Plunging below the grass line to capture a miniature world in precise detail, The Secret World of Arrietty offers exactly what its title promises, unveiling this secret milieu through thoroughly meticulous animation. As befitting the Ghibli brand, the colors are magnificent, the emotional tone mature but wide-eyed, rendering an ordinary country house's environs as a lush sea of greens, browns, and yellows. The result is a patient, elegiac adventure tale that also feels cozy and small, cinematically expanding a classic story without over-enlarging its scope.
Using Mary Norton's 1952 novel The Borrowers as a starting point, first-time director Hiromasa Yonebayashi applies Ghibli's usual free license, bending the source material toward its specific pastoral style. The film opens with the introduction of Shawn (David Henrie, the character's name pointlessly changed from Sho in the original Japanese version), who's been sent to the country to rest up for a risky heart operation. Shawn is the kind of sensitive, sadly grown-up child that often gets the focus in this kind of coming-of-age story, and his prescribed diet of bed rest leaves him bored, desperate for the very excitement that's been banned by doctor's orders. Things develop at a deliberate pace, as he gradually discovers the family of tiny people who reside beneath the house, first spotting red-haired Arrietty (Bridgit Mendler), a plucky 14 year old who isn't afraid of facing off against a nasty housecat, despite the fact that it's more than twice her size.
Arrietty lives secreted beneath a pile of bricks inside a subterranean crawlspace, along with her parents, Homily (Amy Poehler) and Pod (Will Arnett). Their hidden house is charming, with lush plants and painted screens over the windows, but difficult to keep stocked. Food and other essentials require dangerous trips to the above world, and the family's life is dependent on the constant acquisition of borrowed objects, a cube of sugar or a dropped hairpin, tiny castoffs that for them mean sustenance.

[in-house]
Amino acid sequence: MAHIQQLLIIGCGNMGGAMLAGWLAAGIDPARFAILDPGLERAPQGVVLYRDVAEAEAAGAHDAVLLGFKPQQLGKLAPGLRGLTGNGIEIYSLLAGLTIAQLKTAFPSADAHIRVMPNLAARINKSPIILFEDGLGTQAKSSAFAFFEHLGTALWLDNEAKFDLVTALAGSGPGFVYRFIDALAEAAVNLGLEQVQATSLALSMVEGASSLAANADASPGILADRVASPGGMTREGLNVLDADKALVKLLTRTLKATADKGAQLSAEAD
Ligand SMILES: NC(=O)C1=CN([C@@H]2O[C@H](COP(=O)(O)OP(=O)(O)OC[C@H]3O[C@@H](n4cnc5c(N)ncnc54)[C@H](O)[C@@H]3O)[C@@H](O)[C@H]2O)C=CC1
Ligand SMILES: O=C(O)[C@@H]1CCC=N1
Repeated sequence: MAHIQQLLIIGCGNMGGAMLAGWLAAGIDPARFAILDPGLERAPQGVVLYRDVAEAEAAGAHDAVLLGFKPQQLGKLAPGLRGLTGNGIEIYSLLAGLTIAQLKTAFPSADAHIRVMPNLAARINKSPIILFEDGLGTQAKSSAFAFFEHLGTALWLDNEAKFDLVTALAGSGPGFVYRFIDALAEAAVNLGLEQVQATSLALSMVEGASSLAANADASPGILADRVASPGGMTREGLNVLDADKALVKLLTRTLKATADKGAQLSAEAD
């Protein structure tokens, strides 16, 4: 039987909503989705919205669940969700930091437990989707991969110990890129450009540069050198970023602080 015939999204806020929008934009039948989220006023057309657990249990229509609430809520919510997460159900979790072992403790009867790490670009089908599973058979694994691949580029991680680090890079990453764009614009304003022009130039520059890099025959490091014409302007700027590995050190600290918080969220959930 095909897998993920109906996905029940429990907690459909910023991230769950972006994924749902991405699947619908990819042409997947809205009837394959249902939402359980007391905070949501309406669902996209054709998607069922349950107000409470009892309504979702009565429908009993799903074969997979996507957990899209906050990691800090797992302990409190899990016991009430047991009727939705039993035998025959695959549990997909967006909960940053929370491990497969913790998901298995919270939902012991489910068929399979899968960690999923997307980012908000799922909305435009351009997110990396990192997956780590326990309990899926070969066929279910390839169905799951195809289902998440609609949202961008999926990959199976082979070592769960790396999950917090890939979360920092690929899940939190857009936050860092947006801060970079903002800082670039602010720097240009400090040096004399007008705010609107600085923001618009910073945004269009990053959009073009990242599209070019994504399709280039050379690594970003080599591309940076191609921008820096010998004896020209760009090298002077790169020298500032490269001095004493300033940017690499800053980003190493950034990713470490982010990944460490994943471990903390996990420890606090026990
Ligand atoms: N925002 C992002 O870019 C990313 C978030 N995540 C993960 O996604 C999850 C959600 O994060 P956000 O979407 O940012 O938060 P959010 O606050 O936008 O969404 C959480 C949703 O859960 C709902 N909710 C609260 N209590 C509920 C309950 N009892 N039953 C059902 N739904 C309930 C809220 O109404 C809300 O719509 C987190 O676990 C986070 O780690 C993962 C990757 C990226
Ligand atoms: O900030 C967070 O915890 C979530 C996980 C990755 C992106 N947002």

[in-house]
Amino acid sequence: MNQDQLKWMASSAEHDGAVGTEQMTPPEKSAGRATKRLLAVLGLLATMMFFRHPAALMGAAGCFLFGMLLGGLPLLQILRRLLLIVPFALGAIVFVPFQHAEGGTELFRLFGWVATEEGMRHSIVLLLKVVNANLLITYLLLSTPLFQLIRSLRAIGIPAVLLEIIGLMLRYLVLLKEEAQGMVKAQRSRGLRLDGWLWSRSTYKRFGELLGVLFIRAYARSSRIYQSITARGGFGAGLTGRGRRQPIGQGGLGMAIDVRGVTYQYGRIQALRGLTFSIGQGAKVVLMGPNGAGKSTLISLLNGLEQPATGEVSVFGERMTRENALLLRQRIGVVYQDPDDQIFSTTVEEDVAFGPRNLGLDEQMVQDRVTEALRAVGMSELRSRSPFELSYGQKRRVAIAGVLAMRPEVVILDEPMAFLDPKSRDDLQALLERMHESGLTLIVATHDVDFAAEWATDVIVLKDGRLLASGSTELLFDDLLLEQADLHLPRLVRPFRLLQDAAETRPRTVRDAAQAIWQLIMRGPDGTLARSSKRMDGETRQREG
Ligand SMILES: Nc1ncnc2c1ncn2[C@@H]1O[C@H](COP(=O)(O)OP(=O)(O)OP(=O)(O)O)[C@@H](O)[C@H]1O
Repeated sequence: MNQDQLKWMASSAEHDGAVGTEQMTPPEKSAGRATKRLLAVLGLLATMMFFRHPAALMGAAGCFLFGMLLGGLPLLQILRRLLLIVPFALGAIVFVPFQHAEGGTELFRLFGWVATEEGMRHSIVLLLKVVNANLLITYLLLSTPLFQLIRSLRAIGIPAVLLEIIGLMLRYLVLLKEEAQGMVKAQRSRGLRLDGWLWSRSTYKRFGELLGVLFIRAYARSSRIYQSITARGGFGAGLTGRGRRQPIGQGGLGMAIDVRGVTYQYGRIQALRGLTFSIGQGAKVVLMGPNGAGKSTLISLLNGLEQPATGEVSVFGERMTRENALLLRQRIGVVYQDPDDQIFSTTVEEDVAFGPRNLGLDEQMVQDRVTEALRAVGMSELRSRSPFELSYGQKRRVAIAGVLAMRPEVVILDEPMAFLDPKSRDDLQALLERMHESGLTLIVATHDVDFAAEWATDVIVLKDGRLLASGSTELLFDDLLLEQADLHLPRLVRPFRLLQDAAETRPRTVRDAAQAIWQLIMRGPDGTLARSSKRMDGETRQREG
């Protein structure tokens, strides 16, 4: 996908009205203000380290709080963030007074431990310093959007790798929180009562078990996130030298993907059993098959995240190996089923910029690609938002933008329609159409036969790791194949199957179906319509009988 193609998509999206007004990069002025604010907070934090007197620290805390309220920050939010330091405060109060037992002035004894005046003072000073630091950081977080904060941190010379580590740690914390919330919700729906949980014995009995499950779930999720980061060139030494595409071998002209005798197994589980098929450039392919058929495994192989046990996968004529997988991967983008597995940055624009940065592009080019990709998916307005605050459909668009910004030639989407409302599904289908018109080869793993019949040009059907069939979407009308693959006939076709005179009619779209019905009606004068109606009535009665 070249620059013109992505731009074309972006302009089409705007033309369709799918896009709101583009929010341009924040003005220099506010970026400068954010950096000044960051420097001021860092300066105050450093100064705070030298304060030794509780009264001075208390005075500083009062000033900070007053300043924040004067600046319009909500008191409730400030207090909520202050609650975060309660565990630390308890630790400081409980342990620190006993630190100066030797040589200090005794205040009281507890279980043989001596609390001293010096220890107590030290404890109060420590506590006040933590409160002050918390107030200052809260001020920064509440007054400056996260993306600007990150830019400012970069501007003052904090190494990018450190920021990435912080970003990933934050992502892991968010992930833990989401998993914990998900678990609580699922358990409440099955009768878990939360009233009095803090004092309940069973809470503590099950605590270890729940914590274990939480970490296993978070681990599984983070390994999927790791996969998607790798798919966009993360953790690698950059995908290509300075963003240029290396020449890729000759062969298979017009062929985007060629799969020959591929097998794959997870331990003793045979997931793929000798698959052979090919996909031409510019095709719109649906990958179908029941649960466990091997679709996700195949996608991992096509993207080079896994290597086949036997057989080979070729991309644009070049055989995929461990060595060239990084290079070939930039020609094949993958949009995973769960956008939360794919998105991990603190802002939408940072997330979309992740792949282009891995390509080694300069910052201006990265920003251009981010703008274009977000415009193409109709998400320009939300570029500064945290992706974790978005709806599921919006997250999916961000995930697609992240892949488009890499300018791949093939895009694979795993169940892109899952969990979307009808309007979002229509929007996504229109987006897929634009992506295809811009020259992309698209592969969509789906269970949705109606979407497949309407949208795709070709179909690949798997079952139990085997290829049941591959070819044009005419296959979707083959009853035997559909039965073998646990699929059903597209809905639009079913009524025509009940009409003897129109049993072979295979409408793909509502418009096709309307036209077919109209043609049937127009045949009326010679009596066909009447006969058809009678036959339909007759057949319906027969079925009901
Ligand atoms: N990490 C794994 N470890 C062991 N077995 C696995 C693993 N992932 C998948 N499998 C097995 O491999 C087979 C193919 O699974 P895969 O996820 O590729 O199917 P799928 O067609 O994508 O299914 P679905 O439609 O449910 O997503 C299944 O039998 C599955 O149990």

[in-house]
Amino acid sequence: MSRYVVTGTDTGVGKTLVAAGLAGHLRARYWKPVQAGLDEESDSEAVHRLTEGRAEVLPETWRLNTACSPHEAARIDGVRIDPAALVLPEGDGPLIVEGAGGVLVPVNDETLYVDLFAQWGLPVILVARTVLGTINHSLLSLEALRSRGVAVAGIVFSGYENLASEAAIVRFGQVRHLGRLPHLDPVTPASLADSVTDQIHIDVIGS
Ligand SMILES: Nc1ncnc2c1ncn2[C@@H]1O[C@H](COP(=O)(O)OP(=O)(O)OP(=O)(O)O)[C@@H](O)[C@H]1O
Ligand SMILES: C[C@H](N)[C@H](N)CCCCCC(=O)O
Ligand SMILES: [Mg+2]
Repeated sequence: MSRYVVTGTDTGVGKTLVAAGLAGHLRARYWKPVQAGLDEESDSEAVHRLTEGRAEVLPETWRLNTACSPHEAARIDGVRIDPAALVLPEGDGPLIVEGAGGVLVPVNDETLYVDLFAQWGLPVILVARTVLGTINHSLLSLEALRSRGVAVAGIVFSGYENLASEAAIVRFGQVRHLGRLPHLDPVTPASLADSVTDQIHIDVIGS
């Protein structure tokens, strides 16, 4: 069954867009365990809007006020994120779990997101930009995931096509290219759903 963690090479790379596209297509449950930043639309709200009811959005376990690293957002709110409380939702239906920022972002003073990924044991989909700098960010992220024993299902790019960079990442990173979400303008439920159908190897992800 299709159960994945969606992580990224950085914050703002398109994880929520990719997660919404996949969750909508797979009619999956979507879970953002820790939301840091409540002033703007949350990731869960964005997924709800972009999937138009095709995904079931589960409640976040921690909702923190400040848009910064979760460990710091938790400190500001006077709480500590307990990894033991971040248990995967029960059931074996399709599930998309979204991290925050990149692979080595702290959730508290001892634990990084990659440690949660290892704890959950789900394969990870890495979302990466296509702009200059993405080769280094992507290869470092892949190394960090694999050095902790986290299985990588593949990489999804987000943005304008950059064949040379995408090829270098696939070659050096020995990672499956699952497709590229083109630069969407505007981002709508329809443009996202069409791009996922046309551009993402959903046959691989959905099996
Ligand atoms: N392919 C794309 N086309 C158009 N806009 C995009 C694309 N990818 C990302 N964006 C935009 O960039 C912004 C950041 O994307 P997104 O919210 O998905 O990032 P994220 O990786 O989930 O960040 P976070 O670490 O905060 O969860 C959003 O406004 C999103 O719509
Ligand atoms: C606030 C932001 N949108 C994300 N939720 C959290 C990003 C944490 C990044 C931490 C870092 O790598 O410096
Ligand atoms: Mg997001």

Shawn's involvement in the lives of the borrowers grows through his budding friendship with Arrietty, which continues despite her father's warning against making contact. Pod hints that there's been interaction between humans and borrowers in the past, with tragic results. We never learn the exact nature of this long-ago incident, beyond its disastrous outcome and the existence of a tiny dollhouse, built by Shawn's grandfather for the borrowers to occupy, a gorgeously handcrafted palace that now sits unoccupied in a spare bedroom. This mystery is one of the little particulars that makes Arrietty feel effortlessly and colorfully alive, while granting necessary seriousness and heft to this intimate story.
In keeping with this balanced style, the film never seems too concerned with providing loud thrills, breezing by on a steady accretion of drama and danger, avoiding the grueling racing around that has capped off otherwise great children's films of late (e.g. most of the Pixar stable). Focusing instead on sensible specifics, Yonebayashi shapes a world that's dazzlingly detail-oriented, processing the routine elements of the borrowers' existence with amazing meticulousness. This is aided by some fantastic sound design, which amplifies the rustle of leaves into a dull roar, the toll of a grandfather clock into a room-shaking symphony. Arrietty's first trip into the house above, which serves as the film's big opening set piece, is unveiled with remarkable patience, every step of the way accounted for, a sequence that makes this feel less like fantasy than the careful depiction of a fully lived-in world.
As is often the case with American reworkings, which tend to prize star power over vocal dexterity, some of the voice work feels bumpy. Arnett's gravelly inflection, for example, has been used so often for comic effect in the past that his lines here, spoken in portentous monotone, often sound unintentionally funny. There's also a weird menace attached to the housekeeper Hara (Carol Burnett), whose manic bloodlust against the little people is unexplained and a little strange for the Ghibli universe, where even villains usually get some sympathetic shading. She serves as a threatening fool and inevitable comic relief, the usual broadness of the humor slightly spoiled by how inexplicably vicious the character is.
Otherwise, Arrietty is classic, if slightly minor, Miyazaki, even with another director at the helm. Life lessons are imparted with startling tenderness, the inevitable separateness of humanity and nature is gently reinforced, and a plaintive look is taken at a vanishing way of life, resulting in a bittersweet picture of childhood woven with painstaking care.